More than a decade after the US invaded Afghanistan as part of its war on terror, the group that prompted that invasion is reemerging as a threat.
And it’s far from alone.
Al Qaeda training camps are reportedly reappearing in Afghanistan, where the US has been focused on fighting ISIS (also known as the Islamic State, ISIL, or Daesh) and the Taliban, according to The New York Times.
And since ISIS and the Taliban have been making territorial gains across Afghanistan, Al Qaeda has reportedly fallen on the list of US anti-terror priorities.
If the training camps had popped up several years ago, “they would have rocketed to the top of potential threats presented to President Obama in his daily intelligence briefing,” The Times reports. “Now, they are just one of many — and perhaps, American officials say, not even the most urgent on the Pentagon’s list in Afghanistan.”
And the newly strengthened Taliban could be a force multiplier for Al Qaeda. Michael Morell, the former deputy director of the CIA who recently wrote a book about US efforts to destroy Al Qaeda, told The Times that the Taliban will give Al Qaeda a safe haven in Afghanistan, as they did before the September 11, 2001, terrorist attacks on US soil.
Morell also emphasized that the US will be high on the list of potential Qaeda targets.
An unnamed senior administration official told The Times that Al Qaeda reemergence in Afghanistan is the result of Pakistan pushing the fighters across the border, rather than Al Qaeda recruiting inside the country.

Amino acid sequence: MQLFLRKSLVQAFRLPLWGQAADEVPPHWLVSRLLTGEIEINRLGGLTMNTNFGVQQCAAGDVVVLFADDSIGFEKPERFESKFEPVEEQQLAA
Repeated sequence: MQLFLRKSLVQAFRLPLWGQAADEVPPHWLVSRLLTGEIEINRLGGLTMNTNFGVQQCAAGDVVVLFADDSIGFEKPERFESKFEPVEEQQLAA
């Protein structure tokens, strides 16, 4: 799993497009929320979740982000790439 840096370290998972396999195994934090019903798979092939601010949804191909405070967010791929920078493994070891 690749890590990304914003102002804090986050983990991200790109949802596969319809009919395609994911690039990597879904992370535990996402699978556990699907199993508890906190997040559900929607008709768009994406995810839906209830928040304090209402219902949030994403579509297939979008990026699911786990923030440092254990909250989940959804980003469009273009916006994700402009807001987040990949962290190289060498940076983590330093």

The US has attacked large training camps recently, some of which went undetected for up to a year and a half, according to The Times. Gen. John Campbell, the top American military commander in Afghanistan, told reporters earlier this month that the camps were hard to detect because they were in a remote part of Afghanistan.
Campbell testified before Congress in October, saying that Afghan forces haven’t been able to drive Al Qaeda completely out of Afghanistan.
He said that the group has “attempted to rebuild its support networks and planning capabilities with the intention of reconstituting its strike capabilities against the US homeland and Western interests.”
As Al Qaeda has built back up in Afghanistan, a new ISIS franchise has been staking out territory, often clashing with the Taliban for control. And with ISIS entering the fray, the Taliban has been trying to reassert itself, especially after the death of its leader, Mullah Omar, earlier this year.
Just this week, The Associated Press reported on the “rampant lawlessness” in some parts of Afghanistan.
The Taliban gained ground across the country over the summer, and ISIS is now said to be in control of four districts in Afghanistan. Afghan forces are now trying to drive the militants from these areas.
It’s unclear whether Afghan forces are capable of beating back al-Qaeda, the Taliban, and ISIS. Campbell noted “several shortcomings” with Afghan security forces in his Congressional testimony in October.
“They do not possess the necessary combat power and numbers to protect every part of the country,” Campbell said.